New data show that so-called ‘loss leaders’ frequently result in losses for advisors, even as more of them turn to deep discounts to win business.
Many financial advisors claim they make up for discounts on one service by charging more for the other. However, new data show that so-called ‘loss leaders’ often lead to losses for advisors.
“We hear advisors say all the time that they recoup revenue given up on their fee-based business through their transactional business, as well as the reverse,” commented Doug Trott, president and chief executive of Toronto-based PriceMetrix. “This could be an effective strategy, if that’s what advisors really did.”
Drawing on a proprietary database of nearly 500 million transactions and over $3.5 trillion in investment assets in both the US and Canada, PriceMetrix assessed the loss-leader claim by looking at hybrid households, which are those with both fee-based and transactional accounts. It further refined the study by looking at households with investment assets between $500,000 and $1 million.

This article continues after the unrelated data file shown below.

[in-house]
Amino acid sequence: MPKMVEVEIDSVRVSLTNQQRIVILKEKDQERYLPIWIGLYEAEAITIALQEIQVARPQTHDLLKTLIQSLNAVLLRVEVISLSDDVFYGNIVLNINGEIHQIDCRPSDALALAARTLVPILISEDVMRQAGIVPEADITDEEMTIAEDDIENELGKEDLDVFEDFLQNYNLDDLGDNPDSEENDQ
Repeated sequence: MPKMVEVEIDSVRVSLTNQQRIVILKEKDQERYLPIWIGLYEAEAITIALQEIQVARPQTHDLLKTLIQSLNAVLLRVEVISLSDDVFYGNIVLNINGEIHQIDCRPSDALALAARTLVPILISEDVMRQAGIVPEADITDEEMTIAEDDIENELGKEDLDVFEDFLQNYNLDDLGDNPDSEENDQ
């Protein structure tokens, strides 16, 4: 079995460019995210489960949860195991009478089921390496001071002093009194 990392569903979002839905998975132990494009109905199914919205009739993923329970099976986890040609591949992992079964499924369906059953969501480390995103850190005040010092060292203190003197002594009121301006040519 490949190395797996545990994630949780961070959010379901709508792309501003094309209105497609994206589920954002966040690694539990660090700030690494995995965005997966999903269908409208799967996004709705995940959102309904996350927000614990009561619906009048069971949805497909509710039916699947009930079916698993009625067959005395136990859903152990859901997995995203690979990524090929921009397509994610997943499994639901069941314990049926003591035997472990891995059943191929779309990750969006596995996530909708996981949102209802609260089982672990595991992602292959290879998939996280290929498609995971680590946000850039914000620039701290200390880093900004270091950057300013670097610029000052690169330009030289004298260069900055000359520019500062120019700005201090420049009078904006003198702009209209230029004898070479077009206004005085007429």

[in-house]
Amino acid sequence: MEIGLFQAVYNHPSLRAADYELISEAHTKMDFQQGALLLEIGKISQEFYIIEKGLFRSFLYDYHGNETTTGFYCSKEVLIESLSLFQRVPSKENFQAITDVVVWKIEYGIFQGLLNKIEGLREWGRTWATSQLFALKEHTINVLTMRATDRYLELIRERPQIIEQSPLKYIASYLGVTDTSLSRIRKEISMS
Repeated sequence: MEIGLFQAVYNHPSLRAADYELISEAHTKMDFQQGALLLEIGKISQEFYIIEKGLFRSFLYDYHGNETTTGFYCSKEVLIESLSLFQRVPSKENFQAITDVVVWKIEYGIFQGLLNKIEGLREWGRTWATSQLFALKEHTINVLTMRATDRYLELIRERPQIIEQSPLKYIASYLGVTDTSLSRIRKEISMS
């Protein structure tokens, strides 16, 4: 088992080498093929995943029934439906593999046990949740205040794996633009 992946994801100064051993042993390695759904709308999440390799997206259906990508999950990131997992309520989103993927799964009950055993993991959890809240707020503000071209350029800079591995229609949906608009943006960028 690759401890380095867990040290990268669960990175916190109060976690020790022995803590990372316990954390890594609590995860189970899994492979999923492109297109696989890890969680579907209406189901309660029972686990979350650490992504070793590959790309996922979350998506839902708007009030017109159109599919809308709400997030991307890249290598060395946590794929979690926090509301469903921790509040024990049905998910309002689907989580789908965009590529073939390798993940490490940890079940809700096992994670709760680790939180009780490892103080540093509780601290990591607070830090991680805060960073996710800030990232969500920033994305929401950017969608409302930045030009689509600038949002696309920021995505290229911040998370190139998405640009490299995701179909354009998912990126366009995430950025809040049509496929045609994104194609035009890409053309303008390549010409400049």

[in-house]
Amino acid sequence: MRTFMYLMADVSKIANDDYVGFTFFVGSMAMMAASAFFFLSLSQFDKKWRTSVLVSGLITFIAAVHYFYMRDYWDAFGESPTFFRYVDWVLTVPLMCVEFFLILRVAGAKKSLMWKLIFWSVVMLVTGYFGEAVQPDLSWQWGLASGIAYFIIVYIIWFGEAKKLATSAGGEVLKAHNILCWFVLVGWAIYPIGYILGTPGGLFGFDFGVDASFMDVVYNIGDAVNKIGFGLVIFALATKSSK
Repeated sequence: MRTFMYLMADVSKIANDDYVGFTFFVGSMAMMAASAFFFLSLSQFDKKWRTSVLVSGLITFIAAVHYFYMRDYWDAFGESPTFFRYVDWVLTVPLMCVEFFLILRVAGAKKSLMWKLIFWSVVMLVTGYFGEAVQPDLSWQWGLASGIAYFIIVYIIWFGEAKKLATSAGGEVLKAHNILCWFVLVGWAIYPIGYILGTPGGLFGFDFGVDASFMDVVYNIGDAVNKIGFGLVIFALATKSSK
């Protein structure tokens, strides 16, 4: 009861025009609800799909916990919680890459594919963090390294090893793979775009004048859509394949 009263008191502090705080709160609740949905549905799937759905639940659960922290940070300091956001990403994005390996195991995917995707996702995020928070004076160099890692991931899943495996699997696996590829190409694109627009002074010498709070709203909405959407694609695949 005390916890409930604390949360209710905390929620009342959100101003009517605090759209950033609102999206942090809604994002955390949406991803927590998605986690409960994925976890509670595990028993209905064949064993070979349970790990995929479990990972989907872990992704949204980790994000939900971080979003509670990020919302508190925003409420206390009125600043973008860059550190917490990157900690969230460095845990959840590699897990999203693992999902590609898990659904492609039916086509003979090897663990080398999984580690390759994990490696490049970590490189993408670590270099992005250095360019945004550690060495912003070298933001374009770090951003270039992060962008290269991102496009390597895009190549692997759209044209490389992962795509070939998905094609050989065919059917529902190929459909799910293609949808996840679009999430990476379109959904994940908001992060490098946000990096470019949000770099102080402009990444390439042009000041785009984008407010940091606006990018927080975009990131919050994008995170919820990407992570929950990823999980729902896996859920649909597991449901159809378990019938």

Advisors were categorized as low or high on their transactional pricing, and low or high on their fee-based pricing. Consequently, advisors' pricing behavior could be grouped into one of the following four categories: trade off non-fee for fee revenue, trade off fee for non-fee revenue, premium pricing and habitual discounting.
PriceMetrix found that 21% of advisors trade off fee for transactional revenue, while another 21% trade off transactional for fee revenue. More frequently, though, advisors price the same for both types of business, either at a premium, 29%, or at a discount, 29%.
“Our main finding is that the claim of a loss-leader pricing strategy, while not implausible, is far from the prevailing pattern of behavior in the market,” Trott said. “We find that advisors are more likely to be consistent in their pricing, either high or low, across both fee and transactional business, although, to be sure, a wide range of pricing behaviors is also evident.”
The question of what strategy to pursue in pricing fee and transactional business is ultimately one for an individual advisor to decide but it is critical for the advisor to adopt a strategy and consistently execute it, PriceMetrix said. Advisors can choose to price consistently across product lines or they can make a conscious choice to forego revenue in one place and recoup it elsewhere.
However, the consultancy cautions that advisors who choose a loss leader strategy need to be certain that their pricing on the other half of their business is truly makes up for their losses.